Well consider where fear usually comes from? It’s a fear of something? In business, as an employee, it is a fear of what?  Loosing that job of course, and that comes if the boss perceives you as not performing (whether you are or not is a different matter). And there will be fear of being found out that you really don’t know what you are doing.  Because for a technically trained person to have the wrong answer, is to be a failure.  It’s black or white, pass or fail.

From what I have just described – a work team where there’s no formal training in how to lead, how to manage, even how to communicate, the fall back position is to manipulate people like inanimate objects – you can expect that fear will be a natural outcome. Getting promoted into a position you’ve never been trained you will naturally be fearful. And worse, being fearful of anyone finding out that you don’t know.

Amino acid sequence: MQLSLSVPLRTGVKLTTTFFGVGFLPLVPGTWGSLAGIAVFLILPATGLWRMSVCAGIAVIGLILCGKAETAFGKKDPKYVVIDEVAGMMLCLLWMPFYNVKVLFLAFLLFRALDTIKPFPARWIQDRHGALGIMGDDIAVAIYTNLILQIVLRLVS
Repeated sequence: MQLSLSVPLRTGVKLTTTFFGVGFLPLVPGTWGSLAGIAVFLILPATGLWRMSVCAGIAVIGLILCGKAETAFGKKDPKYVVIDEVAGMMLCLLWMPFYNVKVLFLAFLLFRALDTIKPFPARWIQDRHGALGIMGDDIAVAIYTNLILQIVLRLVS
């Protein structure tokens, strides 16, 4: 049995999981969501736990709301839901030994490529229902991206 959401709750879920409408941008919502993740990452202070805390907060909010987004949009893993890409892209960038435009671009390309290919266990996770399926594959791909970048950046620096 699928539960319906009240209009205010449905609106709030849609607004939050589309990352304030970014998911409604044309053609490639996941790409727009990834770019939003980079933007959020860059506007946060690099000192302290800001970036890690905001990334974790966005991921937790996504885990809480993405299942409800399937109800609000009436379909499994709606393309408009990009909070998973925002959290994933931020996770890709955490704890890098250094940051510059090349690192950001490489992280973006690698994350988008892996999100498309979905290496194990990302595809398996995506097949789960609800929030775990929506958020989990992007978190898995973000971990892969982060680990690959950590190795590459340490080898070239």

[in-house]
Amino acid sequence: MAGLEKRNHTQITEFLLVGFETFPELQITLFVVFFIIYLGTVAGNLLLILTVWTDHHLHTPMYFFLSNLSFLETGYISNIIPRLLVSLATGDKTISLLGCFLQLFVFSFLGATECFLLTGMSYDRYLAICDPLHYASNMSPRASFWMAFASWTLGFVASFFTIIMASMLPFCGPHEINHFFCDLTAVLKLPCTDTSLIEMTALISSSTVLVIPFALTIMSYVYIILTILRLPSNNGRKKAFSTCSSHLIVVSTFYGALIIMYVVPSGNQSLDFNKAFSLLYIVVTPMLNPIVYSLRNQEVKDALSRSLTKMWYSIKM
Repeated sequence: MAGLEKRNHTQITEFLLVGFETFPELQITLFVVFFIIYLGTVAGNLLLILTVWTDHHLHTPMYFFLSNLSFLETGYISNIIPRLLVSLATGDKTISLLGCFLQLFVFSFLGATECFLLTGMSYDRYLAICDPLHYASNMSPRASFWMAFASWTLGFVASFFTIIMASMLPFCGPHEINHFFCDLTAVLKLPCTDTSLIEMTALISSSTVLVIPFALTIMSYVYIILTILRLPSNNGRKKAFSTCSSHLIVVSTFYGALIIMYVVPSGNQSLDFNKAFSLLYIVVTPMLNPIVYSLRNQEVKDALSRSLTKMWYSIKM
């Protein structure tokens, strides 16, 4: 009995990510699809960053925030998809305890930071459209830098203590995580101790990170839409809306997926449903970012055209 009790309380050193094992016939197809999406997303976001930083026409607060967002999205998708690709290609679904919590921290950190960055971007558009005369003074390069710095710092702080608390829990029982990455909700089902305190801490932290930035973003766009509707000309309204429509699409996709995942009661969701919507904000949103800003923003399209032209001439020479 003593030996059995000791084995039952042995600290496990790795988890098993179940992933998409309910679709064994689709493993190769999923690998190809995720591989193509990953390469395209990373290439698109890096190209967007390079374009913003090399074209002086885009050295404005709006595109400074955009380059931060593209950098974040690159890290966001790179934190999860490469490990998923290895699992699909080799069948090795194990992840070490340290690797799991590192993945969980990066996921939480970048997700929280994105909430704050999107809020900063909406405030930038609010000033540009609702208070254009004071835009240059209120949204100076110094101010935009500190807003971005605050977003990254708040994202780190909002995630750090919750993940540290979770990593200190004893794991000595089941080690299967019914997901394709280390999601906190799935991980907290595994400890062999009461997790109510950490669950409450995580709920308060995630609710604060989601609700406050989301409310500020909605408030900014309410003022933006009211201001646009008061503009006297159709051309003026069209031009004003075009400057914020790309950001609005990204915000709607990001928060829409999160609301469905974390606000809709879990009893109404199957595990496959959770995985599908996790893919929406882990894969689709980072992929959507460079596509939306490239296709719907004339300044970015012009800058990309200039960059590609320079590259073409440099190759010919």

By the way, don’t bother hiding – it’s always obvious to your team and your managers if you are struggling. It’s how you deal with that struggle that your managers are interested in.   With your team, lie to them and you loose their respect. Loose their respect and you loose your team.

That’s why I enjoy collaborative cultures the most: continual feedback, formal, informal, positive, negative, eliminates the fear.

A culture where the leader recognises that a shortfall in team member is a shortfall in their ability to lead.  A culture where the leader knows that to improve their team they must first improve themselves.

But it does take courage.

Courage is not having no fear – that is fool hardy.  Courage is acting despite your fear.

This is the basis behind the collaborative work culture instilled by Ricardo Semler.

Here’s a great lecture by Ricardo at MIT.  He says something very fundamental about the predominant way of working in the 21st century: collaboration.

A meritocracy is another word for it.

by Jeremiah Josey, August 2009